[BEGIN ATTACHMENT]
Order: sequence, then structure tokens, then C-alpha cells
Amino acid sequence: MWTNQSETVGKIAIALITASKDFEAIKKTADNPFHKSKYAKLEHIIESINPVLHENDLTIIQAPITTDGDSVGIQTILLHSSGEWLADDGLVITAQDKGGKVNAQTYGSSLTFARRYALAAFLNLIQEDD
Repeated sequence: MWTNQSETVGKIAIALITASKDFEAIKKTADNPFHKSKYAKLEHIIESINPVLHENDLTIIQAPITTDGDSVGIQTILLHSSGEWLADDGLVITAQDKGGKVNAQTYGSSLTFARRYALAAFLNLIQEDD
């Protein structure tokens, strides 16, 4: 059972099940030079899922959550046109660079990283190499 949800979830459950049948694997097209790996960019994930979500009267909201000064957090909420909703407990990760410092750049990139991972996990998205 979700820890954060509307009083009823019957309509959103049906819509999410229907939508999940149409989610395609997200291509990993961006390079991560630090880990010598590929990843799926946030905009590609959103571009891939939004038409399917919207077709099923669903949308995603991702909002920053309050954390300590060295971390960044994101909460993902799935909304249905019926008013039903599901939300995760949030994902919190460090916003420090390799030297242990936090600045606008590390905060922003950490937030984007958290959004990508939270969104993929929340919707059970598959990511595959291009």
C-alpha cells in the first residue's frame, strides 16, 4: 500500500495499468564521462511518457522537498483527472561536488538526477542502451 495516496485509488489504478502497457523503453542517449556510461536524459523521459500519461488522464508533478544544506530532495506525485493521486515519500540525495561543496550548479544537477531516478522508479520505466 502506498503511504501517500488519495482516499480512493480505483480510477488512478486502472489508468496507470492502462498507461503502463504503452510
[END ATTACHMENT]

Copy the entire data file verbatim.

Order: sequence, then structure tokens, then C-alpha cells
Amino acid sequence: MWTNQSETVGKIAIALITASKDFEAIKKTADNPFHKSKYAKLEHIIESINPVLHENDLTIIQAPITTDGDSVGIQTILLHSSGEWLADDGLVITAQDKGGKVNAQTYGSSLTFARRYALAAFLNLIQEDD
Repeated sequence: MWTNQSETVGKIAIALITASKDFEAIKKTADNPFHKSKYAKLEHIIESINPVLHENDLTIIQAPITTDGDSVGIQTILLHSSGEWLADDGLVITAQDKGGKVNAQTYGSSLTFARRYALAAFLNLIQEDD
């Protein structure tokens, strides 16, 4: 059972099940030079899922959550046109660079990283190499 949800979830459950049948694997097209790996960019994930979500009267909201000064957090909420909703407990990760410092750049990139991972996990998205 979700820890954060509307009083009823019957309509959103049906819509999410229907939508999940149409989610395609997200291509990993961006390079991560630090880990010598590929990843799926946030905009590609959103571009891939939004038409399917919207077709099923669903949308995603991702909002920053309050954390300590060295971390960044994101909460993902799935909304249905019926008013039903599901939300995760949030994902919190460090916003420090390799030297242990936090600045606008590390905060922003950490937030984007958290959004990508939270969104993929929340919707059970598959990511595959291009």
C-alpha cells in the first residue's frame, strides 16, 4: 500500500495499468564521462511518457522537498483527472561536488538526477542502451 495516496485509488489504478502497457523503453542517449556510461536524459523521459500519461488522464508533478544544506530532495506525485493521486515519500540525495561543496550548479544537477531516478522508479520505466 502506498503511504501517500488519495482516499480512493480505483480510477488512478486502472489508468496507470492502462498507461503502463504503452510